And I don’t know that since leaving Russia, I don’t know that he’s—after 10 years in prison—I don’t know that he’s ever tapped into anything very powerful inside the country. He doesn’t have a big following inside Russia.
There are other leaders who do, and the most important one, obviously, is Alexei Navalny. And what’s interesting about Navalny is that he has run a—not so much a pro-democracy campaign in Russia, but an anti-corruption campaign. He seems to have access to quite a lot of information about very senior Russians, including Putin, and including—
Glasser: Right. He’s a blogger-turned-activist. He’s a journalist, essentially.
Applebaum: Yeah, he’s a blogger-turned-activist, but he finds stuff and he puts together these very, very clever, very high production value videos which underline the corruption at the top of the system, and there are millions of people who watch them. Some people think he must have some kind of protection inside the system because he hasn’t yet been completely put out of commission; he’s allowed to go on. He himself has said he wants to run for president.
Glasser: They have banned him.
Applebaum: He’s banned from the presidential election, and he’s been in and out of jail, but anyway, he’s still alive.
Glasser: I know, it’s interesting. People here in Washington certainly consider Navalny to have real potential; in fact, someone recently said to me that there were elements of Navalny that reminded them of Boris Yeltsin in the last 1980s, when he left the Communist Party and briefly went into this opposition role at a time when no one really had done that and survived in the Soviet Union publicly.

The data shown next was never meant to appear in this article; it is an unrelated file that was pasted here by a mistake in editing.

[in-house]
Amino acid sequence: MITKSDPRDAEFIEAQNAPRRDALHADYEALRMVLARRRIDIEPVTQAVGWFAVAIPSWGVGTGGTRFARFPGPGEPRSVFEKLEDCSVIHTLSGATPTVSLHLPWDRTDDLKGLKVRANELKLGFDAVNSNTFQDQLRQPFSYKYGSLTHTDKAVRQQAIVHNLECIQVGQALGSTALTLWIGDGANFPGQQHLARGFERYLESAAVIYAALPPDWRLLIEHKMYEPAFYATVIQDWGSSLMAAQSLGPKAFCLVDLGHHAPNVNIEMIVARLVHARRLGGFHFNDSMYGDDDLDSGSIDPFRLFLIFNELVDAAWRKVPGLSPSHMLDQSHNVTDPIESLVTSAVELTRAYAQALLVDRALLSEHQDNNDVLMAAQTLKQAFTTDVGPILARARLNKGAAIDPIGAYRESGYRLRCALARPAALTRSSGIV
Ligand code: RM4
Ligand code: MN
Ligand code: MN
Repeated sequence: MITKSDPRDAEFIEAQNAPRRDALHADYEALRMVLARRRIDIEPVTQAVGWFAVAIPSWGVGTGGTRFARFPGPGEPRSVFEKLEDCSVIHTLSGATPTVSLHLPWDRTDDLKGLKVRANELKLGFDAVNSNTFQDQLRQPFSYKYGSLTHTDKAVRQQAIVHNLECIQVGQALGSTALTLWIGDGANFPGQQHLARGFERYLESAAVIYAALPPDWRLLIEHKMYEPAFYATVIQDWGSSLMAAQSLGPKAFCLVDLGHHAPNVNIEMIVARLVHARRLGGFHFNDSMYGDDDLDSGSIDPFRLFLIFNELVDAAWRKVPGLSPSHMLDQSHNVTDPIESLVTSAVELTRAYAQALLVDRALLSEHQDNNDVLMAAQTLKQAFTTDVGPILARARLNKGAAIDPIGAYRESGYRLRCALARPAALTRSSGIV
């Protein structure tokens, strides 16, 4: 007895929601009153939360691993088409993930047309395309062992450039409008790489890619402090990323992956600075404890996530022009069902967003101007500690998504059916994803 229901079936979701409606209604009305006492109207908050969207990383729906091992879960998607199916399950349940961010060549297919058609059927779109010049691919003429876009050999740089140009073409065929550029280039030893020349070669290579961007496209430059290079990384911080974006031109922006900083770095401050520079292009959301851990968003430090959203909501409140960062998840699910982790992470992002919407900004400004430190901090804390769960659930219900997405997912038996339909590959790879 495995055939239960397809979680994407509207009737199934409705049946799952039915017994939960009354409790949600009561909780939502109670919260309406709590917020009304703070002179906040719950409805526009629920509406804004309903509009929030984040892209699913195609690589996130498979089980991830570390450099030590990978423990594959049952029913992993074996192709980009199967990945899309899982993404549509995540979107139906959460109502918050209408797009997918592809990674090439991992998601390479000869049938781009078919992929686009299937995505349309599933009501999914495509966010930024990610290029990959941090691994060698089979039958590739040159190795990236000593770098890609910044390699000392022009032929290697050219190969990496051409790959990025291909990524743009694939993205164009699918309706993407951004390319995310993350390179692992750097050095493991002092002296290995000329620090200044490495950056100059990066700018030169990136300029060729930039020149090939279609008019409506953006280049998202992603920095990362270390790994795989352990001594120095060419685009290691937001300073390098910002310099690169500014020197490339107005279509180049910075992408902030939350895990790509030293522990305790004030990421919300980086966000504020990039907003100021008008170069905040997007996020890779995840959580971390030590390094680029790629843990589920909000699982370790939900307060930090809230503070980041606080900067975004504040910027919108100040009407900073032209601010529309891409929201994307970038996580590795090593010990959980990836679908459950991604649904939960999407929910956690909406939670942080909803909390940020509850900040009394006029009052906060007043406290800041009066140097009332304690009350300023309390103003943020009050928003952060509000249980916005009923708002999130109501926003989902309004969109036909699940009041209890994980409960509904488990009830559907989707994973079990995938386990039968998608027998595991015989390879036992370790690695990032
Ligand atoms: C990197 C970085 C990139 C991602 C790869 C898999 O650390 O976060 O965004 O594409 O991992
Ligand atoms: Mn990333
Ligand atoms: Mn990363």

Applebaum: He’s very impressive and he has also found ways of using the internet and organizing campaigns about things that people care about. What’s not clear is whether in this kind of system he can have anything more than an outsider’s impact.
Glasser: Yes. And Khodorkovsky in many ways is that sort of ultimate outsider, having spent 10 years in Putin’s version of the gulag. I find him to be an interesting analyst of the country.
Glasser: And so, let’s listen in on what he has to say, and then we’ll come back and talk about it.
Glasser: I’m Susan Glasser, and welcome back to The Global POLITICO. I am really delighted to have as our guest for this week Mikhail Khodorkovsky, who I think it’s fair to say has become in recent years one of Russia’s leading dissidents. He at one time, of course, was Russia’s wealthiest man. He spent a full decade, more or less, in prison, under President Vladimir Putin. He lives now in London, and he’s joining us in Washington, where he has come to a city very much in the throes of a Russia obsession, I would say these days.
So, I’m looking forward to talking about all of these subjects today with Mikhail Khodorkovsky. Thank you so much.